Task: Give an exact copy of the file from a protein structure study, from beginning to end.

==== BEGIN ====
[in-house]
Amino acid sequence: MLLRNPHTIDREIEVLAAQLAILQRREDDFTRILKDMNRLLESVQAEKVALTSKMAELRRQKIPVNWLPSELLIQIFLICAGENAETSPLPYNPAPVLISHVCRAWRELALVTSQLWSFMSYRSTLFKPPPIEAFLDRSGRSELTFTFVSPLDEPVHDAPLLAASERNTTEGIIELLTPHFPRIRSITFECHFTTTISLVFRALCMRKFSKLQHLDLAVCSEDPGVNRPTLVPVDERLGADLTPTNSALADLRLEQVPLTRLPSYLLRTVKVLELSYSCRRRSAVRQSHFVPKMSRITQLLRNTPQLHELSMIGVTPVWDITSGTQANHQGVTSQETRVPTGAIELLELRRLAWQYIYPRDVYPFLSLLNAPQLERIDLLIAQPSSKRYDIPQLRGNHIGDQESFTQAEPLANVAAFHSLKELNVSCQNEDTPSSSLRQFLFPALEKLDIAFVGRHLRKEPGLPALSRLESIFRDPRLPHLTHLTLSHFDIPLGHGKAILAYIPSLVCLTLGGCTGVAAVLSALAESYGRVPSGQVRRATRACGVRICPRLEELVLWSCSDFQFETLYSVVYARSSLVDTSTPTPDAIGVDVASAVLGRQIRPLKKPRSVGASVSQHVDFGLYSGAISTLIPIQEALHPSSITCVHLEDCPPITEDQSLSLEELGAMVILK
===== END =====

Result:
[in-house]
Amino acid sequence: MLLRNPHTIDREIEVLAAQLAILQRREDDFTRILKDMNRLLESVQAEKVALTSKMAELRRQKIPVNWLPSELLIQIFLICAGENAETSPLPYNPAPVLISHVCRAWRELALVTSQLWSFMSYRSTLFKPPPIEAFLDRSGRSELTFTFVSPLDEPVHDAPLLAASERNTTEGIIELLTPHFPRIRSITFECHFTTTISLVFRALCMRKFSKLQHLDLAVCSEDPGVNRPTLVPVDERLGADLTPTNSALADLRLEQVPLTRLPSYLLRTVKVLELSYSCRRRSAVRQSHFVPKMSRITQLLRNTPQLHELSMIGVTPVWDITSGTQANHQGVTSQETRVPTGAIELLELRRLAWQYIYPRDVYPFLSLLNAPQLERIDLLIAQPSSKRYDIPQLRGNHIGDQESFTQAEPLANVAAFHSLKELNVSCQNEDTPSSSLRQFLFPALEKLDIAFVGRHLRKEPGLPALSRLESIFRDPRLPHLTHLTLSHFDIPLGHGKAILAYIPSLVCLTLGGCTGVAAVLSALAESYGRVPSGQVRRATRACGVRICPRLEELVLWSCSDFQFETLYSVVYARSSLVDTSTPTPDAIGVDVASAVLGRQIRPLKKPRSVGASVSQHVDFGLYSGAISTLIPIQEALHPSSITCVHLEDCPPITEDQSLSLEELGAMVILK